Hello all, and thank you very much for your patience during my hiatus from this blog. I can reassure any and all of you who are interested that the dissertation is in, the MA has been finished, and an all-too-brief holiday had. I’m back, partly because I’d left it much too long already, partly because I have a point to make, and partly because I’m angry – and the latter two, of course, are linked.
I hardly need to make the point that, since the rapid development of the second and third waves of feminism between the 1960s and the 1990s, we are experiencing a backlash. This means not only that women’s rights activists are coming up against resistance in new and current campaigns for equality, but also that the rights we have won are being gradually eroded – for example, cuts to childcare facilities are causing many women to leave full-time employment to look after their children. Fortunately, the response has been a wonderful rise in grassroots feminist activism. Unfortunately, ‘men’s rights activism’ is also rampant on the internet.
I wouldn’t normally grant a platform to this vile piece of provocation, but ‘The Case Against Female Self-Esteem’ plays into a number of very current problems, and a society in financial crisis is a fertile breeding ground for many of the author’s statements. Forney’s main point appears to be that women are not entitled to self-esteem because they, unlike men, haven’t achieved anything to deserve the right to value themselves. According to Forney, ‘Most girls’ so-called achievements, the ones they take pride in, are complete jokes.’ Their degrees, he argues, are generally worthless:
‘If anything, having a college degree is a strike against a girl—unless it’s in something real like a STEM discipline—as it shows that she’s a conformist who thinks that credentials are a substitute for knowledge and experience.
‘The same goes for having a job. The vast majority of girls work useless fluff jobs: government bureaucrats, human resources and various other makework positions that exist to give them the illusion of independence. The jobs that keep the country running—tradesmen, miners, farmers, policemen, the military—are still overwhelmingly dominated by men.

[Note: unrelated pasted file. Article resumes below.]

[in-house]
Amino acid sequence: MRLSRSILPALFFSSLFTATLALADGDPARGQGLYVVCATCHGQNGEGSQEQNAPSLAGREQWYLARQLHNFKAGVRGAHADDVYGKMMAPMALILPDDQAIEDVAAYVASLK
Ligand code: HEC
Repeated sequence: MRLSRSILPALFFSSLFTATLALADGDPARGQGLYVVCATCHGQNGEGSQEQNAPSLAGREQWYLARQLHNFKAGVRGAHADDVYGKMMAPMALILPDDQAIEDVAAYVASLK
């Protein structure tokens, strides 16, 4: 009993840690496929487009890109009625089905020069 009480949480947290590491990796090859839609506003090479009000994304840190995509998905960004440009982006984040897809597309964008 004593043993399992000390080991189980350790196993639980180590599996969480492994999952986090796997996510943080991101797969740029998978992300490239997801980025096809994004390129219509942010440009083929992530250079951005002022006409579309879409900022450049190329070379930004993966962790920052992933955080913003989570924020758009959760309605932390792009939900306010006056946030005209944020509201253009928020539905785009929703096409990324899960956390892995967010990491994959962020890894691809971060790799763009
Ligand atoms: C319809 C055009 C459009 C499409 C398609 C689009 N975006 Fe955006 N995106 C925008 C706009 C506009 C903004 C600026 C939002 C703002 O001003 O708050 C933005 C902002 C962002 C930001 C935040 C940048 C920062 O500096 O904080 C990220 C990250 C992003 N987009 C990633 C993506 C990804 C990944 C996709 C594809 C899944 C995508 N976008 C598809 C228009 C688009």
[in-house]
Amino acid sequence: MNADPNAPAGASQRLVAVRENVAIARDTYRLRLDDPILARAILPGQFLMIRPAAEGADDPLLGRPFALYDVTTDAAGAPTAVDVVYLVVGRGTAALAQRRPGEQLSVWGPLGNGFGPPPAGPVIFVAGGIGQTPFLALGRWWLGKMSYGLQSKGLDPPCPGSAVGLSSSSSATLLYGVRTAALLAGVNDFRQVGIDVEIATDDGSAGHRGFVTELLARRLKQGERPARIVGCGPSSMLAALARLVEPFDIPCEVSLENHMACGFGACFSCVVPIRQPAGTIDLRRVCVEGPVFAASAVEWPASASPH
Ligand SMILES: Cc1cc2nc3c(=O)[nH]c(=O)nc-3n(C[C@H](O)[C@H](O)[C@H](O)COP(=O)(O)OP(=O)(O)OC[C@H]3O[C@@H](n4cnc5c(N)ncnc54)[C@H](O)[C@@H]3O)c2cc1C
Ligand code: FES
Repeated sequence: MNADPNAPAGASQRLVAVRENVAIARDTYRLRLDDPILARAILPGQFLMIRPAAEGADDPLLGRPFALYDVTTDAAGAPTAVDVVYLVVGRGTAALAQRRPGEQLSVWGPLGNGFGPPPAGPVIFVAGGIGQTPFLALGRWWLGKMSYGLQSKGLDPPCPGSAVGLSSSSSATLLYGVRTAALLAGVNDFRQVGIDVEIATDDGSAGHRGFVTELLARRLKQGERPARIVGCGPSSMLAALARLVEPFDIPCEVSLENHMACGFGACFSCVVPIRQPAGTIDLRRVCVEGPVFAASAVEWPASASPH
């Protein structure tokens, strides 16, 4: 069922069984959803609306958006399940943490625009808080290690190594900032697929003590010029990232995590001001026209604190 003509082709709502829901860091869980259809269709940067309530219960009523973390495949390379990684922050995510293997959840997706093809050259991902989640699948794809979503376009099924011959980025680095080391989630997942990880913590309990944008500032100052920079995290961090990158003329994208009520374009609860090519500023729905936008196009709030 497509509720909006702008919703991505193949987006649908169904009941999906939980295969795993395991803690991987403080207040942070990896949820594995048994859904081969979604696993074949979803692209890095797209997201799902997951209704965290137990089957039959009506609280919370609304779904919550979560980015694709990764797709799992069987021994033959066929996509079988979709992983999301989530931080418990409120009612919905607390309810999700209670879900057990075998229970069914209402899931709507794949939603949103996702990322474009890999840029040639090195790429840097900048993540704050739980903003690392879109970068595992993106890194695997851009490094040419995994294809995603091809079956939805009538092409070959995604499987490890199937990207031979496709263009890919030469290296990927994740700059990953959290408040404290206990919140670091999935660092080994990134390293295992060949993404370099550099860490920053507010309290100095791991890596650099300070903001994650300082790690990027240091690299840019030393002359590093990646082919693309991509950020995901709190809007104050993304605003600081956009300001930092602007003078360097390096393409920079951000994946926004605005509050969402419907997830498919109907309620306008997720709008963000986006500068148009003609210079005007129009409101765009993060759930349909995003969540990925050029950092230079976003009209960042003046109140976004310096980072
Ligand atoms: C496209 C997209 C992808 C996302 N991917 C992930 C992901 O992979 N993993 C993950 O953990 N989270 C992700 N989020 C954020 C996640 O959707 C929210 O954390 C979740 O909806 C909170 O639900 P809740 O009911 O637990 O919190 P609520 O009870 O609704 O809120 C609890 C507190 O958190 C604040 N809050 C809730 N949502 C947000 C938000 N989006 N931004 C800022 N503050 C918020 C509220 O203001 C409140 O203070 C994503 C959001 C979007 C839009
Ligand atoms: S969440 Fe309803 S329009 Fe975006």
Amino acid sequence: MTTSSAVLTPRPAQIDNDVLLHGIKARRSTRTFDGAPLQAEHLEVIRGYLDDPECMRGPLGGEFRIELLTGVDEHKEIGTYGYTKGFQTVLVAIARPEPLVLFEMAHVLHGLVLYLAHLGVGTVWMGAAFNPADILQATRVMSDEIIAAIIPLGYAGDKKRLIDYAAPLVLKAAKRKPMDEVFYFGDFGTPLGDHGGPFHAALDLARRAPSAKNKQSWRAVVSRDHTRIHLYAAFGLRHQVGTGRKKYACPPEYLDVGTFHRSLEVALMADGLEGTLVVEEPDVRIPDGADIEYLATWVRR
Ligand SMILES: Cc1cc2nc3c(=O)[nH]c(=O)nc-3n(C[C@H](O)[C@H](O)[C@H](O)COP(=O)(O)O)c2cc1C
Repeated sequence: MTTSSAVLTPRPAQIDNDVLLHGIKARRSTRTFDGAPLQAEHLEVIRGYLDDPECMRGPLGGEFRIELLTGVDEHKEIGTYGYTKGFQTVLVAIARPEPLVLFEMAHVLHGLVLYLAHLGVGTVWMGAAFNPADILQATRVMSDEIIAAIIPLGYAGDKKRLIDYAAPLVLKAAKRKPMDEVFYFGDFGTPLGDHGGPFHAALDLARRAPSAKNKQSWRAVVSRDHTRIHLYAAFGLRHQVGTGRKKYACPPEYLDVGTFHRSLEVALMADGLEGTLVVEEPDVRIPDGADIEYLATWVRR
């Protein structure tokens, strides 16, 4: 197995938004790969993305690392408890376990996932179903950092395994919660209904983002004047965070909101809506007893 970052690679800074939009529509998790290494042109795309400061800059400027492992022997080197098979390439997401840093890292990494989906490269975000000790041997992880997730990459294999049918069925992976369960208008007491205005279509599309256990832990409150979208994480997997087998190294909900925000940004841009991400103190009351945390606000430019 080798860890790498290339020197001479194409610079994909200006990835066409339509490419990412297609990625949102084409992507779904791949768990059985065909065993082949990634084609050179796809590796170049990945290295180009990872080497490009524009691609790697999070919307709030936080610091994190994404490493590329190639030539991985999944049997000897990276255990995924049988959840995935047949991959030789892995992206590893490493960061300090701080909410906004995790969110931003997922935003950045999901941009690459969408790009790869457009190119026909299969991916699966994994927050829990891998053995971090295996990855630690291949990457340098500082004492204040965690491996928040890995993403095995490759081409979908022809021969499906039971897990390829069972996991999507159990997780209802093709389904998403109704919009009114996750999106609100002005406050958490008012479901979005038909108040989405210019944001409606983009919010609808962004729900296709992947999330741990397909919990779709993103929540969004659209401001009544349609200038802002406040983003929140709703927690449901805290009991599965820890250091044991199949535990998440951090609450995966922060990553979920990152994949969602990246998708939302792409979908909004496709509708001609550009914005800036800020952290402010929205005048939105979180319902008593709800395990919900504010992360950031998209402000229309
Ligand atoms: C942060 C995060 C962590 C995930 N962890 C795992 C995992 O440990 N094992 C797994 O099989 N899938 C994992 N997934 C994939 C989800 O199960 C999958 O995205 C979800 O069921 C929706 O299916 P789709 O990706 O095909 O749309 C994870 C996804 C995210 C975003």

‘If every girl was fired from her job tomorrow, elementary schools would have to shut down for a couple days, but otherwise life would go on as usual. If every man lost his job tomorrow, the country would collapse.’
This typical backlash reasoning, you will not be surprised to hear, has been around at least since the Victorian period, when women began to enter the public sphere, including the workplace, in numbers. Particularly during the financial crises of the 1840s and 1880s, the male reaction, both in the workplace itself and in the budding trade union movement, was hostile. Men whose pay was subject to repeated reductions saw women’s cheaper labour as a means to undercut their wages. In City of Dreadful Delight, Judith Walkowitz explains how the economic crisis of the late-Victorian period prompted working-class men to cling to stereotypical masculinity as high unemployment lost them their traditional masculine role of family breadwinner. She describes how employment insecurity ‘reduce[d] the authority of the male head of household to an absent or decorative role, one highly vulnerable to parody as something of a “comic disaster”’, as the women and children in families were taken on as cheap labour whilst the original ‘breadwinner’ remained unemployed because his labour was deemed too expensive. This, she shows, was reflected in popular music hall songs such as ‘We All Go to Work but Father’.